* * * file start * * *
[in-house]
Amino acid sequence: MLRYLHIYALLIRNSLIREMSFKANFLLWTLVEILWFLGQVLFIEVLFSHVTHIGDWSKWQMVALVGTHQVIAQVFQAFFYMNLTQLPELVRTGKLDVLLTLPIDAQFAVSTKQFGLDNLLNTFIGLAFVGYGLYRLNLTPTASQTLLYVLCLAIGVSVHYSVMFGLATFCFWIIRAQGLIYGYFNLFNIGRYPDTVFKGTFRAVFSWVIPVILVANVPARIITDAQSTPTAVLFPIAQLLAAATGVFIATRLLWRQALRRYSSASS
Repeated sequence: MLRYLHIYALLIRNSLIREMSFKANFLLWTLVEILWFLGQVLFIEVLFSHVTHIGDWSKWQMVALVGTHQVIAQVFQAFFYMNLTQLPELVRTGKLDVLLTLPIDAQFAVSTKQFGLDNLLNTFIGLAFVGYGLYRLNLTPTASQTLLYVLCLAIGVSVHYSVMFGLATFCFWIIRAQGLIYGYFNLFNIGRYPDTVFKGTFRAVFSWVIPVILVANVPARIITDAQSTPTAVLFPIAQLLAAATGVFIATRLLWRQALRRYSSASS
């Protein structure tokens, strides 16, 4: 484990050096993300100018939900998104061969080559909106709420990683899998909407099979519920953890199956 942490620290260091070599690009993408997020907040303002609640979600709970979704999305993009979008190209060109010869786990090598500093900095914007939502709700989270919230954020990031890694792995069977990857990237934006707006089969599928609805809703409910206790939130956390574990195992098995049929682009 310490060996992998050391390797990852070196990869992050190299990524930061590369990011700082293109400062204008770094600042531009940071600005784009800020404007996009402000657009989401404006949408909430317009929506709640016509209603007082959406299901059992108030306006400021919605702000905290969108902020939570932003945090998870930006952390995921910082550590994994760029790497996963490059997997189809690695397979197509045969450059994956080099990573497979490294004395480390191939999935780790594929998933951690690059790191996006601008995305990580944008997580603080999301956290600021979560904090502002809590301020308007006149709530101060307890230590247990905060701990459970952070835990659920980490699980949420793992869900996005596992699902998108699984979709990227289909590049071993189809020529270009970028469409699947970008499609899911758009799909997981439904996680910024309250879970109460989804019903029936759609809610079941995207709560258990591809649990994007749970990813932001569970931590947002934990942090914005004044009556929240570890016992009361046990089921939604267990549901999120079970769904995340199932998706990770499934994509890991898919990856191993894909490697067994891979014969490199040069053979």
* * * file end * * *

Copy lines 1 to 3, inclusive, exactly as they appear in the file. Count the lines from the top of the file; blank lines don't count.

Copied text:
[in-house]
Amino acid sequence: MLRYLHIYALLIRNSLIREMSFKANFLLWTLVEILWFLGQVLFIEVLFSHVTHIGDWSKWQMVALVGTHQVIAQVFQAFFYMNLTQLPELVRTGKLDVLLTLPIDAQFAVSTKQFGLDNLLNTFIGLAFVGYGLYRLNLTPTASQTLLYVLCLAIGVSVHYSVMFGLATFCFWIIRAQGLIYGYFNLFNIGRYPDTVFKGTFRAVFSWVIPVILVANVPARIITDAQSTPTAVLFPIAQLLAAATGVFIATRLLWRQALRRYSSASS
Repeated sequence: MLRYLHIYALLIRNSLIREMSFKANFLLWTLVEILWFLGQVLFIEVLFSHVTHIGDWSKWQMVALVGTHQVIAQVFQAFFYMNLTQLPELVRTGKLDVLLTLPIDAQFAVSTKQFGLDNLLNTFIGLAFVGYGLYRLNLTPTASQTLLYVLCLAIGVSVHYSVMFGLATFCFWIIRAQGLIYGYFNLFNIGRYPDTVFKGTFRAVFSWVIPVILVANVPARIITDAQSTPTAVLFPIAQLLAAATGVFIATRLLWRQALRRYSSASS